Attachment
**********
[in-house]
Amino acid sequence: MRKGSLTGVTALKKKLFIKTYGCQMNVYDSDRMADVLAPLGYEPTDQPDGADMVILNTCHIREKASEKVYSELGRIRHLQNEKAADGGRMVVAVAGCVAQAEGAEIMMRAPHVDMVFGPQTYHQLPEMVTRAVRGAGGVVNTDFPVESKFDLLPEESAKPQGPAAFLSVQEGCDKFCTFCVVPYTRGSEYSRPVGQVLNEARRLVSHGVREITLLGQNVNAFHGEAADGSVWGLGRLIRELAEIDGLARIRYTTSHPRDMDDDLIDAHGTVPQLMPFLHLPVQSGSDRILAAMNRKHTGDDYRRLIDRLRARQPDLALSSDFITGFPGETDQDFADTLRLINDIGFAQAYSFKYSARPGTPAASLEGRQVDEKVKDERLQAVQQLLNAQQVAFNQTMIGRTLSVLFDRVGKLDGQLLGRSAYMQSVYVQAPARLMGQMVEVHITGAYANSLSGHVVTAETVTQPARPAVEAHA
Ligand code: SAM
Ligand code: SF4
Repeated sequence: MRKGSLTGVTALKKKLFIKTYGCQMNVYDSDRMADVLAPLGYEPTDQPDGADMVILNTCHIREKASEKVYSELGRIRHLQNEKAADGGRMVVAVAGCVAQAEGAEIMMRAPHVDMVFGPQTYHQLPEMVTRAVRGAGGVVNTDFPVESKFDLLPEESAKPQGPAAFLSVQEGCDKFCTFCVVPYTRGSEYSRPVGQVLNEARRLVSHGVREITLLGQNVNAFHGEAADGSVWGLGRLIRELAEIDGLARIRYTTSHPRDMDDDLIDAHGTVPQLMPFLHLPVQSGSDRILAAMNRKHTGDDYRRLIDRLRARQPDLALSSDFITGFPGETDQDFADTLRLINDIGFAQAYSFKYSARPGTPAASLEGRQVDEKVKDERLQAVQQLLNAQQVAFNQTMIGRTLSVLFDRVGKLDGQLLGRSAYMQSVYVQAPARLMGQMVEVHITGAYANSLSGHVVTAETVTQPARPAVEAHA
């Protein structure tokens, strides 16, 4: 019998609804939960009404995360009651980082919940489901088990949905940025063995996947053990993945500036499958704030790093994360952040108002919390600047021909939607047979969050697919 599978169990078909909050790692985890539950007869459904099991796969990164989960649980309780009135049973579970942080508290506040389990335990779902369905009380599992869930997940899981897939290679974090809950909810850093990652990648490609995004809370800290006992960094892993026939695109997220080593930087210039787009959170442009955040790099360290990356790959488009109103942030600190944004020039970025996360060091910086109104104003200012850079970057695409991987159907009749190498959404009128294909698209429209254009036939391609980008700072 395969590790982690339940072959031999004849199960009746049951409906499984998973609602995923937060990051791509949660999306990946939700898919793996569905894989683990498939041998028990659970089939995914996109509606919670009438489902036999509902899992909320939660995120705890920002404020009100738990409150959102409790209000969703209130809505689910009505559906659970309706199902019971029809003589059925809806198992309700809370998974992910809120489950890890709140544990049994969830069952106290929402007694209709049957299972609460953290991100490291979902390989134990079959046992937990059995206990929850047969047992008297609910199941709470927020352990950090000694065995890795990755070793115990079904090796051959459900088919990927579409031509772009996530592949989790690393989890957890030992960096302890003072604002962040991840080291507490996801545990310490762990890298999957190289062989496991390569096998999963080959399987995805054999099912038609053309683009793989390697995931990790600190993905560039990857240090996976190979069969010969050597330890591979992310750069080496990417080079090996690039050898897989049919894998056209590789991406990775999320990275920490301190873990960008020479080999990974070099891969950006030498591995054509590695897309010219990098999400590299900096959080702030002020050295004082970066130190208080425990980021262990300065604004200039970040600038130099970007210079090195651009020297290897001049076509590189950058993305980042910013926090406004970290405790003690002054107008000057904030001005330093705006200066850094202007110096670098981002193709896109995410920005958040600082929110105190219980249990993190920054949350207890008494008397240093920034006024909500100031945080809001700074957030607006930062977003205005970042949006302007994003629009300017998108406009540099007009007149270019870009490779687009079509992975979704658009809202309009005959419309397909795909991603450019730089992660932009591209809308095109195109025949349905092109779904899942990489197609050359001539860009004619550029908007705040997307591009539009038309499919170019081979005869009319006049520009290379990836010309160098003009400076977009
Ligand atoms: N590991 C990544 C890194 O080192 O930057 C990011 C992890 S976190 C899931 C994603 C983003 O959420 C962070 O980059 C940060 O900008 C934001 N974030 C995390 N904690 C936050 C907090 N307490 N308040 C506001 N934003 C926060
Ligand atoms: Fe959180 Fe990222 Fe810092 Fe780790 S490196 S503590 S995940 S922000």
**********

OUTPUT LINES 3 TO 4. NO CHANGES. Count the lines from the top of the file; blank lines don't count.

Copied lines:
Ligand code: SAM
Ligand code: SF4